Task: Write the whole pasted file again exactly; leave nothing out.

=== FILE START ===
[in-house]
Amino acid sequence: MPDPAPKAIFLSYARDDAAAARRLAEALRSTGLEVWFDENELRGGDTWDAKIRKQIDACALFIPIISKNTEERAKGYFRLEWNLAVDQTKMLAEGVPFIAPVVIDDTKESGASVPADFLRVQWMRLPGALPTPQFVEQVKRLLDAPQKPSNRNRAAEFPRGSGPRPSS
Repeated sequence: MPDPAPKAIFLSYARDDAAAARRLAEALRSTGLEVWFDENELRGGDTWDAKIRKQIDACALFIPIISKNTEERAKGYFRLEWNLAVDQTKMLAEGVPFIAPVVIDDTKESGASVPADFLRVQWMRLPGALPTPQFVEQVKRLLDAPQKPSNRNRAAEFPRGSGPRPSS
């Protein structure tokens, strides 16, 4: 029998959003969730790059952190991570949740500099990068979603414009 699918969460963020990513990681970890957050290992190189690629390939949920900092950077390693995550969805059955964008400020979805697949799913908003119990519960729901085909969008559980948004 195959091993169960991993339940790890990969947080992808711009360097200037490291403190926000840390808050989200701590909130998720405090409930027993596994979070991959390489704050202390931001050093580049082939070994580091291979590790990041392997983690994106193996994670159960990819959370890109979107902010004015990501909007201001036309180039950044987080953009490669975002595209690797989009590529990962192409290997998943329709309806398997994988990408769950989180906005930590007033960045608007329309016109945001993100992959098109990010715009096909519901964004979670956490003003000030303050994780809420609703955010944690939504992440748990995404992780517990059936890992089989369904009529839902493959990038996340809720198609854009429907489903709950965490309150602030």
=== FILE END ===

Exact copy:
[in-house]
Amino acid sequence: MPDPAPKAIFLSYARDDAAAARRLAEALRSTGLEVWFDENELRGGDTWDAKIRKQIDACALFIPIISKNTEERAKGYFRLEWNLAVDQTKMLAEGVPFIAPVVIDDTKESGASVPADFLRVQWMRLPGALPTPQFVEQVKRLLDAPQKPSNRNRAAEFPRGSGPRPSS
Repeated sequence: MPDPAPKAIFLSYARDDAAAARRLAEALRSTGLEVWFDENELRGGDTWDAKIRKQIDACALFIPIISKNTEERAKGYFRLEWNLAVDQTKMLAEGVPFIAPVVIDDTKESGASVPADFLRVQWMRLPGALPTPQFVEQVKRLLDAPQKPSNRNRAAEFPRGSGPRPSS
């Protein structure tokens, strides 16, 4: 029998959003969730790059952190991570949740500099990068979603414009 699918969460963020990513990681970890957050290992190189690629390939949920900092950077390693995550969805059955964008400020979805697949799913908003119990519960729901085909969008559980948004 195959091993169960991993339940790890990969947080992808711009360097200037490291403190926000840390808050989200701590909130998720405090409930027993596994979070991959390489704050202390931001050093580049082939070994580091291979590790990041392997983690994106193996994670159960990819959370890109979107902010004015990501909007201001036309180039950044987080953009490669975002595209690797989009590529990962192409290997998943329709309806398997994988990408769950989180906005930590007033960045608007329309016109945001993100992959098109990010715009096909519901964004979670956490003003000030303050994780809420609703955010944690939504992440748990995404992780517990059936890992089989369904009529839902493959990038996340809720198609854009429907489903709950965490309150602030």